Just like you will be discussing the birds and the bees you also need to discuss Internet safety.
Here are some quick tips to remind them as they begin their cyber-life:
Be nice online. Or at least treat people the way you’d want to be treated. People who are nasty and aggressive online are at greater risk of being bullied or harassed themselves. If someone’s mean to you, try to ignore them – often that makes them stop. Use privacy tools to block them from viewing your full profile and contacting you.
Think about what you post. Sharing provocative photos or intimate details online, even in private emails, can cause you problems later on. Even people you consider friends can use this info against you, especially if they become ex-friends.
Passwords are private. Don’t share your password even with friends. It’s hard to imagine, but friendships change and you don’t want to be impersonated by anyone. Pick a password you can remember but no one else can guess. One trick: Create a sentence like “I graduated from King School in 05” for the password “IgfKSi05.”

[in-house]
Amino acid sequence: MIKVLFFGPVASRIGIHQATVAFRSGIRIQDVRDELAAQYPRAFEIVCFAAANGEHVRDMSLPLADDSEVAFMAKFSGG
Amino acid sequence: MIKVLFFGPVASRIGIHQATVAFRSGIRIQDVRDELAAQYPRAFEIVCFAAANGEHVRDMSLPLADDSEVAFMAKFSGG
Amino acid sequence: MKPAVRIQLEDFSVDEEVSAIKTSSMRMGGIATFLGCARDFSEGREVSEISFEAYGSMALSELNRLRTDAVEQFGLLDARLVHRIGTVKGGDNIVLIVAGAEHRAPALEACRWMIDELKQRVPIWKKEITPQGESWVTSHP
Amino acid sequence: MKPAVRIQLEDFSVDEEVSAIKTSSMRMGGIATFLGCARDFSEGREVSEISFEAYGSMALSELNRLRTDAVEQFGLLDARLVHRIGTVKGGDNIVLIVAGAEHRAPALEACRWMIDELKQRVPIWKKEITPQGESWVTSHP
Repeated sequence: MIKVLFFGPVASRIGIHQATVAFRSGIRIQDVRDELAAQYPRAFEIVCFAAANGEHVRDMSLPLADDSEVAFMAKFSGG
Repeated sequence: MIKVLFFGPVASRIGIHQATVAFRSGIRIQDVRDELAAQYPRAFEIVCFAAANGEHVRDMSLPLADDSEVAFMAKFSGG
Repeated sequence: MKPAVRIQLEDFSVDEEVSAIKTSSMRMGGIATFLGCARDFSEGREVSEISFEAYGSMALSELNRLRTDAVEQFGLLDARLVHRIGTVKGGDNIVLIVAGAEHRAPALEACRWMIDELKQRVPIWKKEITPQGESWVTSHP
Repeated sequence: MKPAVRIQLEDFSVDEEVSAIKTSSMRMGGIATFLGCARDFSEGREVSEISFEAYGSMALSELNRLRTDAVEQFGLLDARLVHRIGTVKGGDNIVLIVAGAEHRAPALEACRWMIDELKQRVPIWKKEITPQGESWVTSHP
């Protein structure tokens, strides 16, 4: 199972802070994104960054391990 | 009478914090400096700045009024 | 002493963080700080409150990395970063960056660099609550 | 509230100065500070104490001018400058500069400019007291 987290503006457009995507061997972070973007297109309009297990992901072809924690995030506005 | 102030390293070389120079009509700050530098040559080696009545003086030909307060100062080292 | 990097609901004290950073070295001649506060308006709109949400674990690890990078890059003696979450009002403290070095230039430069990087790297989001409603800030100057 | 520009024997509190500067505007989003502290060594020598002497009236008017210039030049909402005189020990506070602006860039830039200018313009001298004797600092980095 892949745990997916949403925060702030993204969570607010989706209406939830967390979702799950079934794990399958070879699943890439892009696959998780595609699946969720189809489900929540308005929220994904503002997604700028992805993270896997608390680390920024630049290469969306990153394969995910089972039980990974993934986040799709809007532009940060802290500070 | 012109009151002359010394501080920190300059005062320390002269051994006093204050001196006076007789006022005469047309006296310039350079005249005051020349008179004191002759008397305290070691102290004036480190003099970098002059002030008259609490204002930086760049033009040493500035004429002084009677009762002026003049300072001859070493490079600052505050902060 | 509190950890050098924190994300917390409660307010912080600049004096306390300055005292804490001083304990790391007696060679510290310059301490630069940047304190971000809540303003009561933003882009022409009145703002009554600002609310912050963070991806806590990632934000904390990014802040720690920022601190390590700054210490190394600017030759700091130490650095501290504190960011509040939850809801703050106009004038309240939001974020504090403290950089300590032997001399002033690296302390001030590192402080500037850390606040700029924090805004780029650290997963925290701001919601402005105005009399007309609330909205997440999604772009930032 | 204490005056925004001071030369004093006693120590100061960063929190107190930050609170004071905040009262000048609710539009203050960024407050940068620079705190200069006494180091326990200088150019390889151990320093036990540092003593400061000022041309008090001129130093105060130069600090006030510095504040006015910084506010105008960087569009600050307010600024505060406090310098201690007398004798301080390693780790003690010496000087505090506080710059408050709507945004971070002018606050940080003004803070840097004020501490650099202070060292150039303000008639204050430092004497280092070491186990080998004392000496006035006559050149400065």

Read between the “lines.” It may be fun to check out new people for friendship or romance, but be aware that, while some people are nice, others act nice because they’re trying to get something. Flattering or supportive messages may be more about manipulation than friendship or romance.
Don’t talk about sex with strangers. Be cautious when communicating with people you don’t know in person, especially if the conversation starts to be about sex or physical details. Don’t lead them on – you don’t want to be the target of a predator’s grooming. If they persist, call your local police or contact CyberTipline.com.
Avoid in-person meetings. The only way someone can physically harm you is if you’re both in the same location, so – to be 100% safe – don’t meet them in person. If you really have to get together with someone you “met” online, don’t go alone. Have the meeting in a public place, tell a parent or some other solid backup, and bring some friends along.
Be smart when using a cell phone. All the same tips apply with phones as with computers. Except phones are with you wherever you are, often away from home and your usual support systems. Be careful who you give your number to and how you use GPS and other technologies that can pinpoint your physical location.